Beth Osnes, who teaches in UCB’s theater department and its environmental sciences department, has done her butterfly act for some time to help her address climate anxiety, which she describes as a crippling mental-health crisis.
“I started to get that terrible ooze feeling, that comes in like a sickness that you get from despair. It was like swallowing crude oil or something,” Osnes said, adding that her sickness comes from knowing about pollution.
“Just the knowledge of what’s happening to our planet, it feels almost disabling,” she added. “It almost puts your heart on the ground. And we can’t address the climate crisis if our hearts are on the ground.”
Osnes said she hoped her “Butterfly Affect [sic]” experience, like the theoretical phenomenon from which it derives its name, would cascade from something small into a much larger movement.
The act was intended “to inspire a collective commitment to co-create a world that is equitable, sustainable, and conducive to thriving life and ecosystems,” she told Colorado Public Radio.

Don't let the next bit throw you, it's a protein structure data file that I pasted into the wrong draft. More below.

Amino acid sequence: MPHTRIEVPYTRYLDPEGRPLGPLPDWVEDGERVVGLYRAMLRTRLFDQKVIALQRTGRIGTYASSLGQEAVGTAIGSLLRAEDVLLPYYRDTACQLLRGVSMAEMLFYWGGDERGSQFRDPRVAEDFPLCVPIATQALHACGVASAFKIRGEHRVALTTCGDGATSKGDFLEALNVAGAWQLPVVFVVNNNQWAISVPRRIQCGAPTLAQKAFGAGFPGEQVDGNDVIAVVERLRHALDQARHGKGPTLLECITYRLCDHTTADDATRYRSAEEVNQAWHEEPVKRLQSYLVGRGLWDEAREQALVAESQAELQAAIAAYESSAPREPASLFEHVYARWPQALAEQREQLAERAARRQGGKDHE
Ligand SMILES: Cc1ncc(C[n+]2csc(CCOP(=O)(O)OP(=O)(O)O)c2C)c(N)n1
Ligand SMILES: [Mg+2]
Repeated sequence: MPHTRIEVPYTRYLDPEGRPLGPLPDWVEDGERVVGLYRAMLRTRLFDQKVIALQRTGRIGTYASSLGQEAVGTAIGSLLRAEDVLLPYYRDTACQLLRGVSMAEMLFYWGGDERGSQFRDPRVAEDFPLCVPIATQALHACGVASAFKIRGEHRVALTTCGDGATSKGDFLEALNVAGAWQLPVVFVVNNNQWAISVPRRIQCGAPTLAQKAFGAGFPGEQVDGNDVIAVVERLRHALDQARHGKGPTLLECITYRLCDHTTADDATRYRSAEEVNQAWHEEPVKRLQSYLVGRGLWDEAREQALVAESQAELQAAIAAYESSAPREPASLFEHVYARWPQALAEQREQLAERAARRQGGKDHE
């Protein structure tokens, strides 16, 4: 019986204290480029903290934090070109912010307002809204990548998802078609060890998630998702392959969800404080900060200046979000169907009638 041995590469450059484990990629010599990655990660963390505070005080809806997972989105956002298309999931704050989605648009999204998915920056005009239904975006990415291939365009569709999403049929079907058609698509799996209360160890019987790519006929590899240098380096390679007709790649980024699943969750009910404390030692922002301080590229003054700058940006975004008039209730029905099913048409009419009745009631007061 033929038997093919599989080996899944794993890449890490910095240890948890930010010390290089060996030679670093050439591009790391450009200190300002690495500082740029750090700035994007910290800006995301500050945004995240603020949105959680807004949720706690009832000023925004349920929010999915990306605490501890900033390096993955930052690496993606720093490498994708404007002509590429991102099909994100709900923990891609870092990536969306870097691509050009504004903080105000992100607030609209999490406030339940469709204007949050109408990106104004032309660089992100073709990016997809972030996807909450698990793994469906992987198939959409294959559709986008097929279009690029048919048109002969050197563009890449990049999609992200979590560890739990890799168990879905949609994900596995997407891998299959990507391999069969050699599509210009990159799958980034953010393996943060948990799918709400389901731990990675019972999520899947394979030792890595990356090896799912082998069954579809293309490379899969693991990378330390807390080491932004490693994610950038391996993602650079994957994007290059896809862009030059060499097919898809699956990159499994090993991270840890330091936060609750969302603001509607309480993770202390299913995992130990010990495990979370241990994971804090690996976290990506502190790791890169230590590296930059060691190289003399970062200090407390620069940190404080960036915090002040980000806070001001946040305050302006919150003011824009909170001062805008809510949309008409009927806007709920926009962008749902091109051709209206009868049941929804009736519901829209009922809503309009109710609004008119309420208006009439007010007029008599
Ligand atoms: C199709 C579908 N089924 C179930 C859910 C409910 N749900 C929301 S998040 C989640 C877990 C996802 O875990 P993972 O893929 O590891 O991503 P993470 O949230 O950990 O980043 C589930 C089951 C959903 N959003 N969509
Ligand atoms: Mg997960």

According to Osnes’ faculty bio, she has also produced a climate musical and founded a a pro-LGBT group meant to promote “female and non-binary youth vocal empowerment.”
Osnes has also published numerous papers, most of which have to do directly with climate change.
For instance, she published one paper called “Lens on Climate Change: Making Climate Meaningful Through Student-Produced Videos” and another titled, “A Laughing Matter? Confronting climate change through humor.”
And while university psychologists warn that climate anxiety is increasingly prevalent among young people, some far-left professors, such as Sarah Ray of California State Polytechnic University Humboldt, have warned that climate anxiety might be infused with racism.
“[A] year into the pandemic, after the murder of George Floyd and the protests that followed, and the attack on the U.S. Capitol, I am deeply concerned about the racial implications of climate anxiety,” Ray wrote in 2021, wondering why the interest in climate anxiety is so “white.”
“Is climate anxiety a form of white fragility or even racial anxiety?” she asked.